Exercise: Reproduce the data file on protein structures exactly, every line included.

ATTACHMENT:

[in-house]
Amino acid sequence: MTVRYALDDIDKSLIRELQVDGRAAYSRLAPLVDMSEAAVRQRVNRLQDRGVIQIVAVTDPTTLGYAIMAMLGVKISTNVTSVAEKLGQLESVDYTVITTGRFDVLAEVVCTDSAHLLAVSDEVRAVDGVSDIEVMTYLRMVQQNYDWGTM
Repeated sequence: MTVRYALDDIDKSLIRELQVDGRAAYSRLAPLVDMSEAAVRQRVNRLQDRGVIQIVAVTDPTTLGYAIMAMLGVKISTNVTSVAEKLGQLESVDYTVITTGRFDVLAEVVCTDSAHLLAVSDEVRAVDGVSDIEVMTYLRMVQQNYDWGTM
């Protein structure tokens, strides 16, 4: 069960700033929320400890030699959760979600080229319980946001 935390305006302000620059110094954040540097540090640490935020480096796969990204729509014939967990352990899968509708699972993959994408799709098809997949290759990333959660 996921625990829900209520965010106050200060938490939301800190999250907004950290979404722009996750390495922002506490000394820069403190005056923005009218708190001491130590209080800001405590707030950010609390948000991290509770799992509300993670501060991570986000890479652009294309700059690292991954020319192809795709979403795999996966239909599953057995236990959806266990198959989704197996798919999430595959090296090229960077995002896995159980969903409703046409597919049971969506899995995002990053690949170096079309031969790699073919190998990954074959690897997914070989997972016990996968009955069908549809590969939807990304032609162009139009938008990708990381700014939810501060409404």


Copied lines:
[in-house]
Amino acid sequence: MTVRYALDDIDKSLIRELQVDGRAAYSRLAPLVDMSEAAVRQRVNRLQDRGVIQIVAVTDPTTLGYAIMAMLGVKISTNVTSVAEKLGQLESVDYTVITTGRFDVLAEVVCTDSAHLLAVSDEVRAVDGVSDIEVMTYLRMVQQNYDWGTM
Repeated sequence: MTVRYALDDIDKSLIRELQVDGRAAYSRLAPLVDMSEAAVRQRVNRLQDRGVIQIVAVTDPTTLGYAIMAMLGVKISTNVTSVAEKLGQLESVDYTVITTGRFDVLAEVVCTDSAHLLAVSDEVRAVDGVSDIEVMTYLRMVQQNYDWGTM
């Protein structure tokens, strides 16, 4: 069960700033929320400890030699959760979600080229319980946001 935390305006302000620059110094954040540097540090640490935020480096796969990204729509014939967990352990899968509708699972993959994408799709098809997949290759990333959660 996921625990829900209520965010106050200060938490939301800190999250907004950290979404722009996750390495922002506490000394820069403190005056923005009218708190001491130590209080800001405590707030950010609390948000991290509770799992509300993670501060991570986000890479652009294309700059690292991954020319192809795709979403795999996966239909599953057995236990959806266990198959989704197996798919999430595959090296090229960077995002896995159980969903409703046409597919049971969506899995995002990053690949170096079309031969790699073919190998990954074959690897997914070989997972016990996968009955069908549809590969939807990304032609162009139009938008990708990381700014939810501060409404």